4: Weave reviews into more of your marketing

Write friendly, thankful responses to them, for positive reinforcement (even if the reviews have developed a crust).

Send personalized thank-you notes/emails to people who reviewed you.

Stick certain reviews on your site.

Tell people on your site or in any ads (e.g. Google Ads) to check our your great reviews, 5-star reputation, etc.

Here you’ve got two basic goals: make sure just about everyone sees your reviews (at least the good ones!), and increase the likelihood that customers choose you because of your reviews, so that they’re predisposed to write you reviews later, when the time comes.

5: Expand your goals

If you’ve had some success in getting people to write reviews – even if those reviews are brief and only on one site – now’s the time find the edges. Get a little greedy.  Ask people who already reviewed you on one site (e.g. Google Maps) to review you somewhere else, too.  (They can just copy and paste their review.)  Ask reviewers to upload photos, if possible and appropriate.  Ask reviewers to go into detail – the more, the better.  If you’ve got repeat customers who reviewed you early on in your relationship, ask them to update their reviews to reflect everything you’ve helped them with since the 1.0 version.  Consider doing what little you can to scare up Yelp reviews.

This is when you want to find out what customers are willing to do and what’s a bridge too far.

6: Consider introducing some automation

This may have been your very first thought, and the first step you wanted to take: “I don’t have time to ask for reviews, so can’t I just use a reputation-management tool?”  Yes, now you can try.  Now that you’ve got a system that works at least OK, it’s fine to see if you can make it easier with software and still have it work at least OK.

But if you tried software right out of the chute, without knowing what works and what doesn’t, it’s likely that all you would have done is scale an ineffective system or automate failure.  And you’d have burned through your list of customers in the process.  Make it effective, then try to make it easy.  (If you’re at this stage, consider Whitespark’s Reputation Builder.)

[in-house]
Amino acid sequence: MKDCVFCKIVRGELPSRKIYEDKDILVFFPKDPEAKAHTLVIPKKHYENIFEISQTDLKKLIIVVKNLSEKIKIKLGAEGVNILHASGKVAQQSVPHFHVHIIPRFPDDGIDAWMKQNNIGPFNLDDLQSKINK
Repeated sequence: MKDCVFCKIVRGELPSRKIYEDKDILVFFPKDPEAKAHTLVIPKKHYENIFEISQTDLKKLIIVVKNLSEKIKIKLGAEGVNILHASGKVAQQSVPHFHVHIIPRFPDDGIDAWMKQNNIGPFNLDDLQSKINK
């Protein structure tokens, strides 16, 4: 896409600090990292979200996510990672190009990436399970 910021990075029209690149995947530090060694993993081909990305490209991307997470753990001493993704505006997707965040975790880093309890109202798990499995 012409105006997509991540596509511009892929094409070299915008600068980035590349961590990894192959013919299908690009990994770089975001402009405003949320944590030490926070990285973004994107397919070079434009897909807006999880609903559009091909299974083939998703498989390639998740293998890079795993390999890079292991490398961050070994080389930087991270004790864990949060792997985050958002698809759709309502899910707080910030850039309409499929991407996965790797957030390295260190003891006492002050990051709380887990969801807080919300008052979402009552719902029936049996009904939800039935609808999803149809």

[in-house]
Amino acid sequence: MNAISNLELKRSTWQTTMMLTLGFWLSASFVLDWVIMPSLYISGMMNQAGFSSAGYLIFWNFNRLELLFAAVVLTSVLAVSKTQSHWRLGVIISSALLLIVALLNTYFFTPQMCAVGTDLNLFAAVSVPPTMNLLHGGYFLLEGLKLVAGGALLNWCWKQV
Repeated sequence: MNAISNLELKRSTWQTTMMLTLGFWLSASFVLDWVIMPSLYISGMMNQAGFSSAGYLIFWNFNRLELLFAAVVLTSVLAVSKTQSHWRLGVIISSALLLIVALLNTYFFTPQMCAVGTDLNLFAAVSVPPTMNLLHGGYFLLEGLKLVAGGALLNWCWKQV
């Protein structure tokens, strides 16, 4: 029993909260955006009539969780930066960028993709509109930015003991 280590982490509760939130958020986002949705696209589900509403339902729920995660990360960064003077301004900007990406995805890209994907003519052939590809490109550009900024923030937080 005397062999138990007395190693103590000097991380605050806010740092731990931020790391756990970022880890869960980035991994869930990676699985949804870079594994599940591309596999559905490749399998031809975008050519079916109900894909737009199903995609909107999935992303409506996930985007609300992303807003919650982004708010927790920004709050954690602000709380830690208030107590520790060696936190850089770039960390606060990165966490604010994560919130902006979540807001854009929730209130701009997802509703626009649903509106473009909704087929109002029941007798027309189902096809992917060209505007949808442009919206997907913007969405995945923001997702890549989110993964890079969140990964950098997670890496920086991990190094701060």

7: Keep experimenting

It’s still worth repeating step #3 (the “test big differences” step) from time to time, but now is also a time to fine-tune your requests, try spacing out your requests differently, etc. To some extent you have no choice but to tweak, because the ecosystem of review sites change over time, the review sites themselves change over time, you get new customers, maybe you enter new markets, and you get curious (or inspired or greedy).  You’ll always need to stress-test your process.


In any event, you’ll never have it down pat, and you’ll never be 100% satisfied, and there will always be room to improve (which is either pretty frustrating or exciting, depending on your outlook). Word of the day: kaizen.


Relevant posts

How Should You Ask for Online Reviews? The Pros and Cons of Each Approach

The Ridiculous Hidden Power of Local Reviews: Umpteen Ways to Use Them to Get More Business

60+ Questions to Troubleshoot and Fix Your Local Reviews Strategy

Why Your Review-Encouragement Software Is a Meat Grinder

25 Hard Truths of Google Reviews

Is There Anything You Can DO to Get Yelp Reviews These Days – without a Public Shaming?

16 Reasons to Get Reviews on a Diversity of Sites

Why Send Good Customers to Crappy Review Sites?

The Perfect Stack of Online Reviews: How Does Your Local Business Measure up?

Who Should Ask for Reviews: Business Owner or Employee?


What’s been your process?  How well has it worked?

Any tips for any of the steps, or any phases you’d add to those 7 phases?